How Employers Can Prioritise Mental Wellbeing During Job Interviews

Unpopular opinion: job interviews don’t have to be scary!

This Mental Health Awareness Week, we’re sharing our tips on levelling up your hiring process by prioritising mental wellbeing.

As experienced recruiters, we’ve seen countless different approaches to the interview process but know one trick that really makes an employer stand out.

Understanding the needs of your candidate can be the difference between them accepting or declining your job offer.

Prioritising their mental wellbeing will not only make the process smoother, it will positively affect your brand reputation and staff retention.

Here are some simple tips to help ease those pre-interview jitters and ensure every candidate feels comfortable and confident during the hiring process.


Mental Health Awareness Week Twenty2 Recruitment Consultancy




Be sure to check in with the candidate before the interview and send across all the information they might need.

Remember to be specific about location, the time they need to arrive, who they will be meeting and where, and any important information that would be good to know.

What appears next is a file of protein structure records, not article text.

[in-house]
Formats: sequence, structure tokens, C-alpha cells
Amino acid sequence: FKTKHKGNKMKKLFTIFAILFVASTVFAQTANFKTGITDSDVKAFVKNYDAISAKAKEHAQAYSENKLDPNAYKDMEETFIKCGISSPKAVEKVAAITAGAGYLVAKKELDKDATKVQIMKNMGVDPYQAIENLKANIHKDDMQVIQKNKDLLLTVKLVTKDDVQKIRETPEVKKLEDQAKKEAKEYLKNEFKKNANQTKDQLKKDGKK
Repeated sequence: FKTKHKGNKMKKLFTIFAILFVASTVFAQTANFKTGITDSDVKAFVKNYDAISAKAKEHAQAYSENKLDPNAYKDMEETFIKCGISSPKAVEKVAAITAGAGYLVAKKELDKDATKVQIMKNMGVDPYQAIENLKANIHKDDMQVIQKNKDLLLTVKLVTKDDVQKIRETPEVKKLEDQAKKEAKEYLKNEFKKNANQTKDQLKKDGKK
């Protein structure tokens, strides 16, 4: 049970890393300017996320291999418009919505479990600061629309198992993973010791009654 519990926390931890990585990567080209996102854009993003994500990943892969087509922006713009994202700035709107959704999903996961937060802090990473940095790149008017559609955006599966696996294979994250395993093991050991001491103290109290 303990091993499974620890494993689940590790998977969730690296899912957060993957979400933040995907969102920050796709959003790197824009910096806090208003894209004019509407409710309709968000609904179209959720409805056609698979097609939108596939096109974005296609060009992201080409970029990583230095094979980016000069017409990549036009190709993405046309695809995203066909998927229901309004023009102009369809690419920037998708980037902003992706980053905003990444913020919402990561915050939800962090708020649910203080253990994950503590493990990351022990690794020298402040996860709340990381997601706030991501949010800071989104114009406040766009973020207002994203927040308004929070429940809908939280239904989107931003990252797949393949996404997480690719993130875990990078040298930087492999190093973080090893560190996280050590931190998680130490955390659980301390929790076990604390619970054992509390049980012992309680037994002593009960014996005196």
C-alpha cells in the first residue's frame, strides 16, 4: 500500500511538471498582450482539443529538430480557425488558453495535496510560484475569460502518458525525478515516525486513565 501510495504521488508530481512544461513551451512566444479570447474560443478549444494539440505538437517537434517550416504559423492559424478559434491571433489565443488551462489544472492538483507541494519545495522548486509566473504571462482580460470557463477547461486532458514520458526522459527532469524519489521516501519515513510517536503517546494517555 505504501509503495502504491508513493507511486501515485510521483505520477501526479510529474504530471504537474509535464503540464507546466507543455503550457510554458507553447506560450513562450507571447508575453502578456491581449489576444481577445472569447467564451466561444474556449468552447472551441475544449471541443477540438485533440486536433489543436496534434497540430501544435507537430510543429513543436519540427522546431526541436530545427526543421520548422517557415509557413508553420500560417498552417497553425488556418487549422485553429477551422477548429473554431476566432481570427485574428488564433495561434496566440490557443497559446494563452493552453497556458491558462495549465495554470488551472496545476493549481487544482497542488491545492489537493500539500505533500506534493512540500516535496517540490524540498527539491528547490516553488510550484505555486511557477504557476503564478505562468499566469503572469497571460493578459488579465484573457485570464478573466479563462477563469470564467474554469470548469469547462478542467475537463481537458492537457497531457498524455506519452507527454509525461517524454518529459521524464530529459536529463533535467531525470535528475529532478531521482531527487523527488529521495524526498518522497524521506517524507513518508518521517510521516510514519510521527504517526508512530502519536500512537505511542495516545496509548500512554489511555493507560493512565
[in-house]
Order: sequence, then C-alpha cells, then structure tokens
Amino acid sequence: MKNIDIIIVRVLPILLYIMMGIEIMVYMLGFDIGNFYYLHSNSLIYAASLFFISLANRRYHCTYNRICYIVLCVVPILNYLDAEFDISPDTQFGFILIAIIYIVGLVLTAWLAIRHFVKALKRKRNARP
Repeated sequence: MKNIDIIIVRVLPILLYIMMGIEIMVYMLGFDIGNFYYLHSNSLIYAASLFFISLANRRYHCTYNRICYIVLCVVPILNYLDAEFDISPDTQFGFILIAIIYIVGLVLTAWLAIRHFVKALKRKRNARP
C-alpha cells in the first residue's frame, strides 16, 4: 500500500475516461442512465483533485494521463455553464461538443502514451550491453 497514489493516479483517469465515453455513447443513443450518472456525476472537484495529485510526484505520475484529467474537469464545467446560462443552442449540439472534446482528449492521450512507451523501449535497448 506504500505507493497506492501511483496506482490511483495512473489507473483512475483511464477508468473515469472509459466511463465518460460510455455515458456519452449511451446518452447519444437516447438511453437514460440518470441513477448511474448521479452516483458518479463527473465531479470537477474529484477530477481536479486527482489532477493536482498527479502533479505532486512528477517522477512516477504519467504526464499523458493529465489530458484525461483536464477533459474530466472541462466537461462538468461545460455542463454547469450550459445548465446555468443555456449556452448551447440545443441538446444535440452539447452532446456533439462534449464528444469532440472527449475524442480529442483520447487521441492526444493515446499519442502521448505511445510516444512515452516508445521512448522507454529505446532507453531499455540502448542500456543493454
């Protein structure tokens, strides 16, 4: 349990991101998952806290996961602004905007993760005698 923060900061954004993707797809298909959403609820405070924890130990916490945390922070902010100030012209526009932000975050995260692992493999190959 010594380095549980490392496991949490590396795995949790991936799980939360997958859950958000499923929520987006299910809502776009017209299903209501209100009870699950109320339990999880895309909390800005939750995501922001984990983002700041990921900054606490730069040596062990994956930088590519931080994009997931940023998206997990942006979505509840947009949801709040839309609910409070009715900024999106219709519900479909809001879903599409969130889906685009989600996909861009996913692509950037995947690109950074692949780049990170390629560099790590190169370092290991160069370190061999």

Consider any additional needs

Interviews can be nerve-wracking for many people but for those with mental health conditions, they can feel impossible.

Ask your candidates if they need additional support in the lead-up to the interview. Would they like a copy of the interview questions in advance or someone to meet them at reception when they arrive? This can support the candidate to perform better.


Follow up promptly

Immediately after the interview, let the candidate know when you will be in touch with the outcome.

Don’t ghost! Not getting back to a candidate quickly after the interview not only weighs on their mind, but can be frustrating and can affect their decision to accept the job.


Send a considered rejection email

Rejection can take a toll on the mental health of a candidate and this shouldn’t be overlooked.

Offer detailed feedback on their interview and the reasons behind their rejection. Also offer a follow-up call to chat informally about their interview, providing constructive advice on their performance and career aspirations.


Additional resources for employers

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